Fabio Trabocchi is best known for his work amid the upper echelons of Italian cuisine (see Fiola, below), but this osteria, named for his son, offers a slightly more casual approach. Think house-made ravioli with ricotta and greens, and a smoky grilled pork chop with orange-zest gremolata.
1099 New York Ave., NW; 202-628-1099.
At his bustling, blond-wood-paneled bistro, chef Michel Richard serves up his famed fried chicken. During the day, deals are made over bacon cheeseburgers and the best corned-beef sandwiches in town.
1001 Pennsylvania Ave., NW; 202-626-0015.
With his first Peruvian eatery, famed restaurateur José Andrés explores the diverse influences of the country’s cuisine—Chinese, Japanese, Spanish—with his characteristic sense of playfulness, seen in details like a 300-gallon seafood tank.
418 Seventh St., NW; 202-783-0941.
The ramen at this tiny, noisy noodle joint is to the packaged stuff what seared tuna is to canned fish. Noodles are imported from Japan, and there are five delicate varieties to choose from, along with wok-charred bean sprouts, crispy seaweed, and fatty pork. The upstairs izakaya offers small plates alongside cocktails in a high-tech setting.
705 Sixth St., NW; 202-589-1600.
Victor Albisu embraces his heritage at his elegant South American steakhouse, complete with an array of ceviches, crudos, and chimichurri. But the real draw is the beef, which the former BLT Steak chef cooks perfectly on an applewood grill, serving up rib eyes and Wagyu skirt steaks on wooden platters.
777 I St., NW; 202-289-7377.
Top Chef alum Mike Isabella’s Italian-American spot, with its exposed brick and industrial ceilings and floors, looks like many trendy downtown DC spots but offers a different energy. Pepperoni is refashioned into a zesty sauce, and thin, Jersey-style pizza never fails to satisfy.
707 Sixth St., NW; 202-289-3600.
These days, sharing rounds of several dishes is as common as the traditional three-course meal—and although José Andrés’s menus have evolved, much at this Spanish mainstay remains the same. Tapas we’ve been loving for years include goat-cheese-stuffed red peppers, a textbook gazpacho, and warm dates wrapped in bacon.
480 Seventh St., NW; 202-628-7949.
This fashionably dim spot is one of the area’s most interesting places to eat—and one you’ll usually need a reservation to experience. The place has quite the repertoire of excellent Modern American menu staples—spiced meatballs with goat-cheese agnolotti, for example—but the rest changes with the seasons.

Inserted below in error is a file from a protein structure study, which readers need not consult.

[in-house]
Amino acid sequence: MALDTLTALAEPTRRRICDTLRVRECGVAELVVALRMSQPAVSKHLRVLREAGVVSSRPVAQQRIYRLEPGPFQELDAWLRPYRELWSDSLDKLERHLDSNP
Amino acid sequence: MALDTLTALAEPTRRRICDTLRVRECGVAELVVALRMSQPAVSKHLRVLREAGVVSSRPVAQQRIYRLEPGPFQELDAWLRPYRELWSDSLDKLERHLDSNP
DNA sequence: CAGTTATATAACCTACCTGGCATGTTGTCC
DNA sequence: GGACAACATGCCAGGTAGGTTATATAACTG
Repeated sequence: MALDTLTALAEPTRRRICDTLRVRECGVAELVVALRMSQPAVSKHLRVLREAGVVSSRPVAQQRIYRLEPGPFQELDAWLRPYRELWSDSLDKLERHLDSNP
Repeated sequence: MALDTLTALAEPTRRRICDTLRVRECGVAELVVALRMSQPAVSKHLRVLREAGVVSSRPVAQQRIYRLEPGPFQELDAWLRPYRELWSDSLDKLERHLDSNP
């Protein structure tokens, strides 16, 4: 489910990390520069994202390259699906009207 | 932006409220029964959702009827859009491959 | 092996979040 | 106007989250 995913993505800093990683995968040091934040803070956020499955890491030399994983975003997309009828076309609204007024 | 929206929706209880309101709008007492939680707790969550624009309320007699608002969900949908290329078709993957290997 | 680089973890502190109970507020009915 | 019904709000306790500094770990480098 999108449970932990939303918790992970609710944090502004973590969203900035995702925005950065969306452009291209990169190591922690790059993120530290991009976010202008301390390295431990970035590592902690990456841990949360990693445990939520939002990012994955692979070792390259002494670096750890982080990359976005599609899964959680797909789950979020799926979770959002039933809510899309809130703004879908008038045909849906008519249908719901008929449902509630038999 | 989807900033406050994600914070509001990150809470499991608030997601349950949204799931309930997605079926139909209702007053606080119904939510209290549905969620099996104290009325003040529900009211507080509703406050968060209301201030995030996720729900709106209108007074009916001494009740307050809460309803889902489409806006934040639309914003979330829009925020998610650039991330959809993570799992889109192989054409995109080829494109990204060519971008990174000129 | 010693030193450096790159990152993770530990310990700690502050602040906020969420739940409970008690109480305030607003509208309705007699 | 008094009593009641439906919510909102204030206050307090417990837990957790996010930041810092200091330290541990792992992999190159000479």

775 G St., NW; 202-737-7663.
The crown jewel of Ashok Bajaj’s restaurant collection is this gorgeously lit, hard-to-get-into dining room—easily the area’s best Indian restaurant and unlike any other in the crowded field. Anchoring the menu are first-rate renditions of familiar curry-house stews, but nearly everything else is unexpected.
633 D St., NW; 202-637-1222.
Michael Landrum’s burger joint is barebones, but who needs decorations when you can get a Hell Burger and a milkshake? Seven patty options are currently available—offered in double or single—including some of our favorites like the classic Mack (American cheese, lettuce, tomato, and pickles) and the Big Punisher (pepperjack, grilled onions, and charred jalapeños). Southern-style fried chicken sandwiches are on the menu, too. Choose between the “monster” with sweet barbecue sauce, or an equally humongous “angry” version with spicy green dressing.
449 K St., NW.
The turnaround-of-the-year award goes to Wolfgang Puck’s DC satellite, which got both a renovation and a serious jolt of energy in the kitchen, still overseen by longtime deputy Scott Drewno. The menu is now almost exclusively Asian fusion, and you’ll hardly miss the Kobe sliders. The duck for two is transcendent, with lacquered skin and tender meat served with bao buns and a bevy of condiments. To start, get dumplings in any and all forms—steamed and filled with shrimp and scallop, fried and stuffed with pork and chive. Even better, order them on a Monday, when they’re discounted to five bucks a plate.
575 Pennsylvania Ave., NW; 202-637-6100.
This article appears in our Washingtonian Welcome Guide.